Le blog dé Kouzes is another regular name in my list of perennial favourites, so it shouldn’t surprise you that those wonderful and crazy Frenchmen make another appearance in this year’s Eternal Hunt Awards. By the same token, Daouide’s Emperor’s Children are the epitome of „Slaanesh done right“, so there’s yet another reason for this particular choice.

The above model takes the cake, however: Kalista, a championess of Slaanesh, and easily one of the most stunning models to have come out of 2017. Now any idea of building female Space Marines (or something similar) has been a bit of a hot button issue for a long time, with everyone who tries to work with this basic promise in acute danger of being laughed out of town. At the same time, having a championess of Slaanesh actually seems like such a wonderfully „Realms-of-Chaos“-style thing to do, doesn’t it? And just look at Kalista – isn’t she drop dead gorgeous?

Daouide’s wonderful conversion work, brilliant sculpting and sublime painting work together to create something utterly stunning here. Even better, though, Kalista is actually based on the Stormcast Eternal model Naeve Blacktalon:

Incredible, wouldn’t you agree?

In addition to painting her to match the rest of his EC army, Daouide also built and painted a custom warband for Kalista, and her retinue is certainly no slouch either:

Even in such a fantastic collection of models, however, Kalista stands out – and in spite of being a follower of Slaanesh, she isn’t even all that overtly sexualised. Incredible work!

One last observation: In addition to being such a stunning model, Kalista also really reminds me of the official art for Telemachon Lyras, of The Talon of Horus fame, and makes me wonder whether a fantastic model for Telemachon might not be built from the exact same source model.

In any case, check out Kalista in more detail here.

II. Blogs of note:

In this day and age, thoughtful blogging seems to be turning into a dying art, especially given the prevalence of endless picture streams on places like Facebook, Instagram or Pinterest — god, I’m sounding like a cantankerous old man, am I not? 😉

But the fact remains that, while social media are becoming ever more integral to the online component of our hobby, social networks don’t really lend themselves well to the “longform”content I appreciate. So to me at least, dedicated, well maintained blogs are more precious than ever, and discovering particularly fascinating specimens remains one of the biggest joys in our hobby. Here’s my pick of the litter for 2017:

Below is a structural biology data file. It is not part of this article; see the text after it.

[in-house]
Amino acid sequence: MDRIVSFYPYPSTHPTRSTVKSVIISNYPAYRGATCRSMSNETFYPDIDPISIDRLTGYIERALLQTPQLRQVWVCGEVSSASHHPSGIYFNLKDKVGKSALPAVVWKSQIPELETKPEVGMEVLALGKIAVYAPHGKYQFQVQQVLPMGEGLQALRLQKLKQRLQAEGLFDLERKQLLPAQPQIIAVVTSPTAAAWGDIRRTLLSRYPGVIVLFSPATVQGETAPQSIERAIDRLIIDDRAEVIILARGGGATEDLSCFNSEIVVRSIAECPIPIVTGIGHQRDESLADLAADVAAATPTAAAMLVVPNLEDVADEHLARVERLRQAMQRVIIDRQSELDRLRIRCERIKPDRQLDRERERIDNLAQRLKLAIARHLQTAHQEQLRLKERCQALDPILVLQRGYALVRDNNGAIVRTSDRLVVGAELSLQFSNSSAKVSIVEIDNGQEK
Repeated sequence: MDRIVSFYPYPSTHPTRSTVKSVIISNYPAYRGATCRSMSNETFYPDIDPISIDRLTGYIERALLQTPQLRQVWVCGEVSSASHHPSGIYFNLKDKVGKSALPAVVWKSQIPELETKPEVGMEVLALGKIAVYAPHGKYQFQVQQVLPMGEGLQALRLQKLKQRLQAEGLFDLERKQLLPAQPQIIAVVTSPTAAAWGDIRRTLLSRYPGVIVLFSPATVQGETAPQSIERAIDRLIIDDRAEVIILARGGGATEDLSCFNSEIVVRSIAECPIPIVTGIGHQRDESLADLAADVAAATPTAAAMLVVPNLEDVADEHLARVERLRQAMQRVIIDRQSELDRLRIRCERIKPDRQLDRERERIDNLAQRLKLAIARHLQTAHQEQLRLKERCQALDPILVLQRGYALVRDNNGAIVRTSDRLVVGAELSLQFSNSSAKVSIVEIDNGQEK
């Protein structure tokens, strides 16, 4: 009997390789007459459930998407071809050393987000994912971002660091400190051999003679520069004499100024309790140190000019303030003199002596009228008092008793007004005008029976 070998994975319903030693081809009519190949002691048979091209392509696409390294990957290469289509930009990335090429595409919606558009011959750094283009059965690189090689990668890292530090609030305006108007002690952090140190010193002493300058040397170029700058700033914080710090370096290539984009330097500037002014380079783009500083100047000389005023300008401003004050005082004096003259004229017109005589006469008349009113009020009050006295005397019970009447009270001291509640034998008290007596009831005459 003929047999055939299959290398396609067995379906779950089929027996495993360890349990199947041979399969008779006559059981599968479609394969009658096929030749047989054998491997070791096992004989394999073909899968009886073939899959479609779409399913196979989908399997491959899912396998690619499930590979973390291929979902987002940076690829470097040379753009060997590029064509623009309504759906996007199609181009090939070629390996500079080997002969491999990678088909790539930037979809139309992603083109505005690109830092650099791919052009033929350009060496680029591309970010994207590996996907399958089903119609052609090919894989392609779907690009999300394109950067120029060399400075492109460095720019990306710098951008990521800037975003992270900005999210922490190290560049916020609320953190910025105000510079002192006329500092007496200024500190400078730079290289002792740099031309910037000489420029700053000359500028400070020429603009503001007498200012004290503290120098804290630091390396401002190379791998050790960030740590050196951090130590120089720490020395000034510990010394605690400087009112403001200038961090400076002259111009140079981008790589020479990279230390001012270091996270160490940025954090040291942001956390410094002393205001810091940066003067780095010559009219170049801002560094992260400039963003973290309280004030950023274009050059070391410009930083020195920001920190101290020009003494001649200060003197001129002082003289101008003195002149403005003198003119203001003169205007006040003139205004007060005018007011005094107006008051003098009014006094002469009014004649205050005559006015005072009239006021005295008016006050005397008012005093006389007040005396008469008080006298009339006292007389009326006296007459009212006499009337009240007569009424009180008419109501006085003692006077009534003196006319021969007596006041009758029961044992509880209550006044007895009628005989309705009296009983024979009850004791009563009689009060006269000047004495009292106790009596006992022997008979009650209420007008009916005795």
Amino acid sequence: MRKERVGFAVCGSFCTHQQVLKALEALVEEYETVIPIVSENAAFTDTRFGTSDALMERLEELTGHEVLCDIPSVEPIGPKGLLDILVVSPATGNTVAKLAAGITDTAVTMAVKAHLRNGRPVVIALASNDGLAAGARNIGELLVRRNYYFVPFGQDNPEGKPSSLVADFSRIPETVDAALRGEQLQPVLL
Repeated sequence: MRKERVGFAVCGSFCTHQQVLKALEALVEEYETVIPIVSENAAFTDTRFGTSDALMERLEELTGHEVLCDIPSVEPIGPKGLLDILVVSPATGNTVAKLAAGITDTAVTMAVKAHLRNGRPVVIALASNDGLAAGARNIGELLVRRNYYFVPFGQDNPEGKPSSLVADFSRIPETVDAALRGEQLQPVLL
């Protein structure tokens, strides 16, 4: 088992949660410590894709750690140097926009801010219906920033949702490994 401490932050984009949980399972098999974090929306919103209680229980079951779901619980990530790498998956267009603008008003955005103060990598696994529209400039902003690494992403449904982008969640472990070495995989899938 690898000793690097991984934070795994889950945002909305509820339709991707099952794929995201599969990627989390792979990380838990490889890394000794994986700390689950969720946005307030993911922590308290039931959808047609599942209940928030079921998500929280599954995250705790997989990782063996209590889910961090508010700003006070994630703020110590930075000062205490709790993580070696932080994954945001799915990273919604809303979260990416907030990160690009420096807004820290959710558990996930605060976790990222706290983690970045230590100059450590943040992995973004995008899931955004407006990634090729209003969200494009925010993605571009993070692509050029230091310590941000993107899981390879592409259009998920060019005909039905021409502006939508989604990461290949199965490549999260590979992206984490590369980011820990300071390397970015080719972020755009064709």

Lead Plague:

Now Lead Plague is one of those blogs that I cannot believe I didn’t discover much, much earlier, as the very original style of Asslessman’s work is truly something to behold. Maybe the most interesting thing about the blog is how perfectly it mixes both vintage sensibilities and modern design techniques: Now the whole “Oldhammer” movement has been quite a thing for a couple of years now, and at its best, Oldhammer seems to be about celebrating the creative – and often crazy – vintage creations of early GW (and other companies from the same time), and I can totally subscribe to that! Unfortunately, though, at its worst, Oldhammer can occasionally devolve into basically disparaging everything GW did after 1995, and those parts of the movement are really rather tiresome.

And entirely unneccessary, as it turns out, as so much of the content on Lead Plague perfectly bridges the gap between Oldhammer and “modern” GW models. It helps that Asslessman really pulls it off in style, of course, creating highly original conversions with often surprising and original colour schemes:


And while those models are perfectly “modern” in so many ways, they also happen to recall the ‘Eavy Metal sections of vintage GW publications from around the 2nd edition of Warhammer 40k, which is really the best of both worlds, isn’t it?

The blog is also full of fantastic warbands and projects. One of my favourites  is the “Shadow Legion”, a band of traitors and heretics that makes excellent use of some of GW’s more recent plastic kits:


Seriously, aren’t those menacing masked soldiers just perfect for all kinds of chaos and INQ28-related shenanigans?


Again, all of this looks perfectly at home in “modern” 40k. At other times, things get downright Oldhammer-y, as with this vintage Brat Gang, inspired by Confrontation, the semi-official predecessor to Necromunda:


Funnily enough, given the shout out Brat Gangs get in the new Necromunda material, these guys may soon have a home in “modern” GW again 😉

Or take a look at some of the rather excellent oldhammer-ish models appearing in this inquisitorial retinue:


Asslessman shows that this really doesn’t have to be an either/or choice, that it’s possible for a hobbyist to draw from decades of excellent content and turn it all into the kind of custom projects they want — and pull it all together with excellent painting, no less! And of course all of us, whether we are Oldhammerers or not, just love the grimdark:

Anyway, Lead Plague is a fantastic blog and, in spite of its many retro-trappings, a real breath of fresh air! Oh, and it also wins an extra award for best header image! 🙂